Some of the most rewarding as well as challenging work I have done has been for Hallmark Cards for their Shoebox division. I’ve been hired to do a lot of spec work for new idea pitches. In a position like this, an artist is hired and asked to copy the style of a high profile artist’s style. By doing this, they save a lot of money. Sometimes, we commercial artists frown upon copying someone else's style but that is a big part of the industry. When a high-profile illustrator (the celebrity illustrator) can’t be hired, the art director might seek out an available artist whose style looks similar and hire that artist to mimic their style. A lot of the work I have done for Shoebox might not have ever made it to the store shelves. One thing that did get into stores was a puzzle of elves at a winter wonderland theme park. That was fun because I was given free range to draw it in my style. I illustrated it in my standard dip pen style: one of my traditional art processes: pen and ink (dip pen) and watercolor. Similar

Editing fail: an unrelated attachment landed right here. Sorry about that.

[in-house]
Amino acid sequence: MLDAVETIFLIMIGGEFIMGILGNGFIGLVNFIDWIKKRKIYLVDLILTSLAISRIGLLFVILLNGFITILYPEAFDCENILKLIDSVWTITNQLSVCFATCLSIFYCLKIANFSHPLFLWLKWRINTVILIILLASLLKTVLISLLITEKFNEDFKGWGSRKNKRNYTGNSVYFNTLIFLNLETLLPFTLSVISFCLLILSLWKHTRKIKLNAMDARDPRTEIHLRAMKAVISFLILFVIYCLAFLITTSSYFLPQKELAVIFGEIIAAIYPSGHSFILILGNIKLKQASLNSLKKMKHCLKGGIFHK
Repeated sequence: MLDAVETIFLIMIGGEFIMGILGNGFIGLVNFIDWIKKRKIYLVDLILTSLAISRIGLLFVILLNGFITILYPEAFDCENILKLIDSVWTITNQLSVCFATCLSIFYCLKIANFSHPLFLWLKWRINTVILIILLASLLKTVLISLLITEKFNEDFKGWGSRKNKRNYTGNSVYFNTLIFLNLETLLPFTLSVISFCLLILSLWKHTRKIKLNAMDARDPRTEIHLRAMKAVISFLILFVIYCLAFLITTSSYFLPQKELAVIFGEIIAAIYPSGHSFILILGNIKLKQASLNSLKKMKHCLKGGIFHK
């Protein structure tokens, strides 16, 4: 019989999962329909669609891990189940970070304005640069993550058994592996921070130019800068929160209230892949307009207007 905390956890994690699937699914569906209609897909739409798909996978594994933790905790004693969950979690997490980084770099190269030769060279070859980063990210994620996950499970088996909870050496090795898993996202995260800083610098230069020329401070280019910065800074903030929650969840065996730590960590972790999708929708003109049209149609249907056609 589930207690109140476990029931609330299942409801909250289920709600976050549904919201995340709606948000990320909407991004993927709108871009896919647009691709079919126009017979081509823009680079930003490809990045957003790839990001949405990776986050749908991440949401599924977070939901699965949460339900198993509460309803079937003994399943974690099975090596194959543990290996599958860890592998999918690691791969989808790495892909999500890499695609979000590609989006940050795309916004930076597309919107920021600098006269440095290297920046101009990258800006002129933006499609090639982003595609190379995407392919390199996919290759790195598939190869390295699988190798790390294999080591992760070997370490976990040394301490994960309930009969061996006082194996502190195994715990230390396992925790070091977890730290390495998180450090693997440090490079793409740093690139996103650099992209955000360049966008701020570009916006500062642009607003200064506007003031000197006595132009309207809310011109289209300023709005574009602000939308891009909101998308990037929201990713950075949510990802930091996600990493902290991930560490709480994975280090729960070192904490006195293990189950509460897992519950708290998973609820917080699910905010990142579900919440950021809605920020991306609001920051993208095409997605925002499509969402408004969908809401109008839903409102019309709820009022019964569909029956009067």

to my Guitarman.

Before I started teaching regularly, I found an artist’s rep by the name of Wilkinson Studios, Inc. in Elgin, Illinois. Nice people!  I have illustrated a lot of fun, colorful and rewarding work for their clients through the years. You can go to their website and see examples of some of the work I have done for Scott Foresman and other publishers. It was the work I've done through Wilkinson that really helped me refine my skills as a children's book illustrator and opened up publishing to me.

           

Victor Kennedy, Teaching Artist / www.pinwheelartschool.com / all art copyrighted by Victor Kennedy 2020                  page 2 of  20

Visual Storytelling